The Belfast Telegraph’s front page on August 31, 1994 was unforgettable in its stark simplicity. Above three awful images of IRA atrocities sat the most significant headline in modern Irish history - ‘It’s Over’.
The photos showed a bloodied survivor of the 1972 Abercorn bomb; the grief-torn face of Gina Murray whose 13-year-old daughter was killed in the Shankill bomb just a year earlier; and bodies being lifted from the rubble following the 1987 Enniskillen attack.
After 3,168 deaths inflicted by all sides over 25 years of the Troubles, the Provisionals were ending their campaign at midnight. While unionists were filled with doubt, the newspaper struck a confident tone and dared to hope.
The crisp, clean copy of political correspondents Vincent Kearney and Mark Simpson was all the more amazing given the frenetic activity involved in turning around the story so quickly. Kearney had met a republican contact outside a west Belfast cafe that morning. “I was asked to get into the back of a car, to lie down, and to put a blanket over my head,” he says.
“I was driven around for about 10 minutes and then the car stopped, and I was told to go into a house. I sat in front of an unmasked man whom I didn’t know. He said ‘I’m going to read you a statement from the Army Council of the Provisional IRA. There will be no questions.’
“He spoke very quickly and I struggled to get it all down word for word. At the end, I asked him for a copy and he said no. I think security concerns ruled that out. It was a very small piece of paper with tiny typed writing.”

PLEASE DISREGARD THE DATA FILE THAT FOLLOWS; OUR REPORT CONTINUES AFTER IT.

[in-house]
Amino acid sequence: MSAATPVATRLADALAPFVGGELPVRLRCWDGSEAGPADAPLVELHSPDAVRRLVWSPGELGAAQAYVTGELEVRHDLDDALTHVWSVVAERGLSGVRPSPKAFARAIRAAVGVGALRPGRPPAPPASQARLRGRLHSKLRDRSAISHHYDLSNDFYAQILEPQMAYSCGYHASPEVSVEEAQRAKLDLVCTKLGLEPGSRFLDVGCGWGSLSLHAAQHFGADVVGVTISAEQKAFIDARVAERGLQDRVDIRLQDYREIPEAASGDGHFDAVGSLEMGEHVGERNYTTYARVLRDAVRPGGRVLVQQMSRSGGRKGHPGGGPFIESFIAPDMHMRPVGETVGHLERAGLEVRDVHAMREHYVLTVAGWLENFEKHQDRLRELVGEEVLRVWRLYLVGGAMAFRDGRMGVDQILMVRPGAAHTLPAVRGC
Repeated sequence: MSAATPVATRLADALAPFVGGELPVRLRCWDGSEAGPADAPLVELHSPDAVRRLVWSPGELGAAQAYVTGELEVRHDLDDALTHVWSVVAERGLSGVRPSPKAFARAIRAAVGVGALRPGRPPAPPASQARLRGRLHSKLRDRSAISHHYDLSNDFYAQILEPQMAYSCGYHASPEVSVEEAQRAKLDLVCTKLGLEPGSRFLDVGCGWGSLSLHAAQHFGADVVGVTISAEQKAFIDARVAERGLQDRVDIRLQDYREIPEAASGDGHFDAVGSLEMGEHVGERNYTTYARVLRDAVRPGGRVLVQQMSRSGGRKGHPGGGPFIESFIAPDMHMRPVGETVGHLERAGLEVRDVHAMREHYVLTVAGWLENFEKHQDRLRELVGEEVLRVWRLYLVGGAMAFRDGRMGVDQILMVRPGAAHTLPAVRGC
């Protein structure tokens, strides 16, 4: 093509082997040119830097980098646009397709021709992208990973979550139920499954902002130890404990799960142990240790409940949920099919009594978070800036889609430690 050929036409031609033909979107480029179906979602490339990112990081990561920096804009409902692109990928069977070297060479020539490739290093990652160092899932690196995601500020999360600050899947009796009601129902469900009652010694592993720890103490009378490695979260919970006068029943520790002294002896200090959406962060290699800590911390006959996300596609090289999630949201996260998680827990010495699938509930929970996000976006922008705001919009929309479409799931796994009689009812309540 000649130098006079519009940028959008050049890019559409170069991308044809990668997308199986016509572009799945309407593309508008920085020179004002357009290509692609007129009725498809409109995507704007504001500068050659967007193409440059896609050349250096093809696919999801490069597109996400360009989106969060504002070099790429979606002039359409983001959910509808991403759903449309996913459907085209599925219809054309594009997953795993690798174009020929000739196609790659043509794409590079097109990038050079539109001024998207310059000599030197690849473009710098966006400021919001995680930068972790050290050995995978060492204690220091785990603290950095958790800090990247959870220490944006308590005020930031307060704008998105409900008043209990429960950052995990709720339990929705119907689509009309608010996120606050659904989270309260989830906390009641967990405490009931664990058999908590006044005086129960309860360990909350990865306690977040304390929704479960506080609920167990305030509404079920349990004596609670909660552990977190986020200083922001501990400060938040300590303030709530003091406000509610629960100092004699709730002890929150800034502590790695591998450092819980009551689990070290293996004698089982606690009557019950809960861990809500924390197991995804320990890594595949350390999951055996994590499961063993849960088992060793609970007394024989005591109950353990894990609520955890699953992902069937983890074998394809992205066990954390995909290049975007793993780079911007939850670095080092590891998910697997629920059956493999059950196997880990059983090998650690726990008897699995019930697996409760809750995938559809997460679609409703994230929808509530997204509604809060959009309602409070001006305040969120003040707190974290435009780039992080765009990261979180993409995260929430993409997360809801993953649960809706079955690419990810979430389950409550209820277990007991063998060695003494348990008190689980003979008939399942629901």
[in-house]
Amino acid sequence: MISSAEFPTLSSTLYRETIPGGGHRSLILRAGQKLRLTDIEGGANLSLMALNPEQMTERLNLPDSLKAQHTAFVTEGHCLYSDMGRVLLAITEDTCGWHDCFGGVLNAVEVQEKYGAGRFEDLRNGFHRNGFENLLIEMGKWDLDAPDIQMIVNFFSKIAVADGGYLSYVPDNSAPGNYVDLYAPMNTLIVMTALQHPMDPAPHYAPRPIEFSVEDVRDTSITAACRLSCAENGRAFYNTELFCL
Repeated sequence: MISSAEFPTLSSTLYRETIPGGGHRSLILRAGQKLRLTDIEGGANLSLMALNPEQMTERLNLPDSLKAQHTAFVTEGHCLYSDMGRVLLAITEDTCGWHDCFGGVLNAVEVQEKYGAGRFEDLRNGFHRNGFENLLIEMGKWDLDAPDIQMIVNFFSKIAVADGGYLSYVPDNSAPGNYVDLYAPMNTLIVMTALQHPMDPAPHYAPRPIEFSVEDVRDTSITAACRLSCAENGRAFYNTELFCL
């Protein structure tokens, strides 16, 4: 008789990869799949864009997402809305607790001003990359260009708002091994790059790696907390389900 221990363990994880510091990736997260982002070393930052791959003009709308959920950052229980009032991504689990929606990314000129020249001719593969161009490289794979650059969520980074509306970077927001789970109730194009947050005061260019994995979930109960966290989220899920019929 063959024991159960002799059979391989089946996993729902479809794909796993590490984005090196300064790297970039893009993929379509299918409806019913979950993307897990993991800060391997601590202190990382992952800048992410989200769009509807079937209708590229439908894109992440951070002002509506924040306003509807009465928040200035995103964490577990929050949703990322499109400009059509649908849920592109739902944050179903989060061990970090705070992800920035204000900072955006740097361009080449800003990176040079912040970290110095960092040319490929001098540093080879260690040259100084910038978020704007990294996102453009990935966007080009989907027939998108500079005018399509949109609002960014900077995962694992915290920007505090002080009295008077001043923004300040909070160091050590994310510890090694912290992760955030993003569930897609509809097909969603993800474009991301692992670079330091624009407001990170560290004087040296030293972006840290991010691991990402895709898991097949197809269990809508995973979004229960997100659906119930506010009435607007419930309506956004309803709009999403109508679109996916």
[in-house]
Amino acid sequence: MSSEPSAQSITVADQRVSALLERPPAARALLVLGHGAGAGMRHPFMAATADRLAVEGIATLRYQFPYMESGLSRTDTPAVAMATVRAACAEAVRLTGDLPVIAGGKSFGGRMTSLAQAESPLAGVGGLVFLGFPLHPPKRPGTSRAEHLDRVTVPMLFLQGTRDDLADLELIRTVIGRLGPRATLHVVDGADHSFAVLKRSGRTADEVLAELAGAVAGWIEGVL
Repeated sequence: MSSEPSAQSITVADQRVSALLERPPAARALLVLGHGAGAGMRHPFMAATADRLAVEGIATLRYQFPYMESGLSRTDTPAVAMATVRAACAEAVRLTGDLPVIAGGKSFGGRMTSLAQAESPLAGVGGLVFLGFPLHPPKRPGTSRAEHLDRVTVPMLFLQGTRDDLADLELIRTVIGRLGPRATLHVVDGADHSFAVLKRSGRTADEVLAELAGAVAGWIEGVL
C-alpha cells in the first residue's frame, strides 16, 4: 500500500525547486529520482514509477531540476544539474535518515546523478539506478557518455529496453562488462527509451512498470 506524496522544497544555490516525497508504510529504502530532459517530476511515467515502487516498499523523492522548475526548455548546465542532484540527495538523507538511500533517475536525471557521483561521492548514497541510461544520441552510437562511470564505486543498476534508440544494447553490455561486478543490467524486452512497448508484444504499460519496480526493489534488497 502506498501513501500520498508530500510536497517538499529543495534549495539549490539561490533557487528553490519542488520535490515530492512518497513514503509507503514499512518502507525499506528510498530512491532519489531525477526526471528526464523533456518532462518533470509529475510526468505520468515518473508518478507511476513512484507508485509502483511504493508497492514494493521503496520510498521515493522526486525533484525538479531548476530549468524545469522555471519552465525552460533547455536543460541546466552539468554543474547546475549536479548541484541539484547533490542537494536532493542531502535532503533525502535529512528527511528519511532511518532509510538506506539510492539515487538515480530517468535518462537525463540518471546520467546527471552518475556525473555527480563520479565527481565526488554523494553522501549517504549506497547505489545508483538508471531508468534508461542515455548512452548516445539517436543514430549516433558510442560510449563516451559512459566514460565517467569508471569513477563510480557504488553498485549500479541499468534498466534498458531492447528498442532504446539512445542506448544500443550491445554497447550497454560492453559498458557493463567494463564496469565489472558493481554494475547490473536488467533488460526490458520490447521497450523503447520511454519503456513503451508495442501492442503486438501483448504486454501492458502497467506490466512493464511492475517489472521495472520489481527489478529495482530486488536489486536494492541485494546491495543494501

The journalist was returned to the cafe by car, this time with no blanket over his head. “It was only 400 yards from where I’d been picked up despite the protracted driving around earlier,” he says.
Kearney rushed back to Belfast Telegraph offices in Royal Avenue to tell his editor, Ed Curran. “My heart-beat and pulse rate were racing. I knew this was something huge, something genuinely historic,” he recalls.
“There had been months of expectation about a big move from the IRA. But the talks and the rumours had gone on so long that you began to wonder if it would ever happen. Ed just said ‘Wow, this is it!’ when I read the statement to him.”
The paper was due to hit the streets at 10.30am but the ceasefire story was under embargo until 11 a.m. so Curran made the decision to hold the presses.
“Ed convened a meeting of myself and a few senior staff. It was all kept very tight. The newsroom wasn’t told in case word leaked out before the paper was printed,” Kearney says.
“I remember Ed picking up a blank A4 sheet of paper and a pen and designing the front page in front of us. He said to me ‘You better have got this right, Vincent, because we have no plan B for the front page – and, if it’s wrong, you’re out of a job and so am I.’”
Kearney’s fellow political correspondent, Mark Simpson, rounded up reaction to the imminent ceasefire. SDLP leader John Hume told him that it was “a piece of news that will be welcomed by Irish people everywhere and in particular people on the streets of Northern Ireland”.
In Downing Street, the reaction was more muted. Tory Prime Minister John Major said he was “greatly encouraged” by the ceasefire but had to be sure it represented a “permanent renunciation of violence”. If so, “many options are open”, he added.
Unionists appeared unsettled by the news. Ulster Unionist leader, Jim Molyneaux, immediately demanded that the IRA hand over its weapons. The DUP’s Nigel Dodds noted that the Provos hadn’t used the word permanent.
He saw other shortcomings in the IRA statement. “Far from renouncing violence, they have praised violence,” Dodds said. “They have praised the so-called sacrifice of their people.”
Loyalist paramilitaries asked their political leaders to establish if the Union was under threat.